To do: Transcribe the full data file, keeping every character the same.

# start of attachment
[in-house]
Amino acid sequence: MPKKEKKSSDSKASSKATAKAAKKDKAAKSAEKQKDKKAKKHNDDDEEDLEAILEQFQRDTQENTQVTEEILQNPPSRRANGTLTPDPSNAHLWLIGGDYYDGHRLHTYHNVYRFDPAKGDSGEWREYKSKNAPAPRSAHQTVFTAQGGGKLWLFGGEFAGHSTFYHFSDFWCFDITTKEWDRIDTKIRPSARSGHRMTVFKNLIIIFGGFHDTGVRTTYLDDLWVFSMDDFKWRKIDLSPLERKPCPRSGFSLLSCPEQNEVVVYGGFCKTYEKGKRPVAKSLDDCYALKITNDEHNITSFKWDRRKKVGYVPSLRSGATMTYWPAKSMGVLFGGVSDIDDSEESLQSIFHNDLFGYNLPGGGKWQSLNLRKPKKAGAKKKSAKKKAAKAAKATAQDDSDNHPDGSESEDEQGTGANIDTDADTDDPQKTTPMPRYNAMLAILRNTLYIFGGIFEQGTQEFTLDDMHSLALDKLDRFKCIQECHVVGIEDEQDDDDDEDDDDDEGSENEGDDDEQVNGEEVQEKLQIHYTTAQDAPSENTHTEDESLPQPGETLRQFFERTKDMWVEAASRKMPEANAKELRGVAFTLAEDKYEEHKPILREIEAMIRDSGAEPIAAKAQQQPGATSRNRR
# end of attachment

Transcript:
[in-house]
Amino acid sequence: MPKKEKKSSDSKASSKATAKAAKKDKAAKSAEKQKDKKAKKHNDDDEEDLEAILEQFQRDTQENTQVTEEILQNPPSRRANGTLTPDPSNAHLWLIGGDYYDGHRLHTYHNVYRFDPAKGDSGEWREYKSKNAPAPRSAHQTVFTAQGGGKLWLFGGEFAGHSTFYHFSDFWCFDITTKEWDRIDTKIRPSARSGHRMTVFKNLIIIFGGFHDTGVRTTYLDDLWVFSMDDFKWRKIDLSPLERKPCPRSGFSLLSCPEQNEVVVYGGFCKTYEKGKRPVAKSLDDCYALKITNDEHNITSFKWDRRKKVGYVPSLRSGATMTYWPAKSMGVLFGGVSDIDDSEESLQSIFHNDLFGYNLPGGGKWQSLNLRKPKKAGAKKKSAKKKAAKAAKATAQDDSDNHPDGSESEDEQGTGANIDTDADTDDPQKTTPMPRYNAMLAILRNTLYIFGGIFEQGTQEFTLDDMHSLALDKLDRFKCIQECHVVGIEDEQDDDDDEDDDDDEGSENEGDDDEQVNGEEVQEKLQIHYTTAQDAPSENTHTEDESLPQPGETLRQFFERTKDMWVEAASRKMPEANAKELRGVAFTLAEDKYEEHKPILREIEAMIRDSGAEPIAAKAQQQPGATSRNRR